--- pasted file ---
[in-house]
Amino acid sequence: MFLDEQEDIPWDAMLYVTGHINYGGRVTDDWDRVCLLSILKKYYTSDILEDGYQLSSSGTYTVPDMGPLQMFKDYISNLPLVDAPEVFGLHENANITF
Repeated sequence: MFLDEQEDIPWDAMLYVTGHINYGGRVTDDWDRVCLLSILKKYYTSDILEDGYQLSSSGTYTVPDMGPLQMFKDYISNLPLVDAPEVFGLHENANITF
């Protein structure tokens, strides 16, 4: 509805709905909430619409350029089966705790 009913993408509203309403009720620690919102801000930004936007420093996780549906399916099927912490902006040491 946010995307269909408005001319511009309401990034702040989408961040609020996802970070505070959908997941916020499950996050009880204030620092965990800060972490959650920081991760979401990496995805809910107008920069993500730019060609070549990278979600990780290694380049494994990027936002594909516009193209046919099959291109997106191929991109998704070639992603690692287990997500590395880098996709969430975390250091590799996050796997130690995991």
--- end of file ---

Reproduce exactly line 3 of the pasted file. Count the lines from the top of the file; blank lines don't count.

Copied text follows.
Repeated sequence: MFLDEQEDIPWDAMLYVTGHINYGGRVTDDWDRVCLLSILKKYYTSDILEDGYQLSSSGTYTVPDMGPLQMFKDYISNLPLVDAPEVFGLHENANITF